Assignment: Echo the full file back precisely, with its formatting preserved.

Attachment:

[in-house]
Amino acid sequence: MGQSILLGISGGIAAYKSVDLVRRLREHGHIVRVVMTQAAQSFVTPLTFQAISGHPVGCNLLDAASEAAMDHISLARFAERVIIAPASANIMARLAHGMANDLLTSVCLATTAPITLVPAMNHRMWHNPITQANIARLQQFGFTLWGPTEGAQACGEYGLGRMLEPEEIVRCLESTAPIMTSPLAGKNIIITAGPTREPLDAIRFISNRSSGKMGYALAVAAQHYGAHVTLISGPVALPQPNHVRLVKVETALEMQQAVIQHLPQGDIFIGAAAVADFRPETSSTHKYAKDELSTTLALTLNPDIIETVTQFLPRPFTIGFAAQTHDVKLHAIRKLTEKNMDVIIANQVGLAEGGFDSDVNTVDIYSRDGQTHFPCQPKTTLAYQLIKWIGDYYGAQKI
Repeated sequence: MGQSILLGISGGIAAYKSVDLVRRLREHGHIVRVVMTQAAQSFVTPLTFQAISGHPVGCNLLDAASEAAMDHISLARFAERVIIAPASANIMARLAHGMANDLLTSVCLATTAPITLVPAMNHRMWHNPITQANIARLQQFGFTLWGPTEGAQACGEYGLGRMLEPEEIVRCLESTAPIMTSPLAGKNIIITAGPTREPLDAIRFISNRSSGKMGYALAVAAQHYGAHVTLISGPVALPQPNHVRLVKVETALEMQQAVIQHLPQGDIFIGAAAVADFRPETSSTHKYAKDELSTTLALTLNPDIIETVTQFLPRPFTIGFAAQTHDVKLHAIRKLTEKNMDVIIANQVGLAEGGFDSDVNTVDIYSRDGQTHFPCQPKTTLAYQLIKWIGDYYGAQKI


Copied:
[in-house]
Amino acid sequence: MGQSILLGISGGIAAYKSVDLVRRLREHGHIVRVVMTQAAQSFVTPLTFQAISGHPVGCNLLDAASEAAMDHISLARFAERVIIAPASANIMARLAHGMANDLLTSVCLATTAPITLVPAMNHRMWHNPITQANIARLQQFGFTLWGPTEGAQACGEYGLGRMLEPEEIVRCLESTAPIMTSPLAGKNIIITAGPTREPLDAIRFISNRSSGKMGYALAVAAQHYGAHVTLISGPVALPQPNHVRLVKVETALEMQQAVIQHLPQGDIFIGAAAVADFRPETSSTHKYAKDELSTTLALTLNPDIIETVTQFLPRPFTIGFAAQTHDVKLHAIRKLTEKNMDVIIANQVGLAEGGFDSDVNTVDIYSRDGQTHFPCQPKTTLAYQLIKWIGDYYGAQKI
Repeated sequence: MGQSILLGISGGIAAYKSVDLVRRLREHGHIVRVVMTQAAQSFVTPLTFQAISGHPVGCNLLDAASEAAMDHISLARFAERVIIAPASANIMARLAHGMANDLLTSVCLATTAPITLVPAMNHRMWHNPITQANIARLQQFGFTLWGPTEGAQACGEYGLGRMLEPEEIVRCLESTAPIMTSPLAGKNIIITAGPTREPLDAIRFISNRSSGKMGYALAVAAQHYGAHVTLISGPVALPQPNHVRLVKVETALEMQQAVIQHLPQGDIFIGAAAVADFRPETSSTHKYAKDELSTTLALTLNPDIIETVTQFLPRPFTIGFAAQTHDVKLHAIRKLTEKNMDVIIANQVGLAEGGFDSDVNTVDIYSRDGQTHFPCQPKTTLAYQLIKWIGDYYGAQKI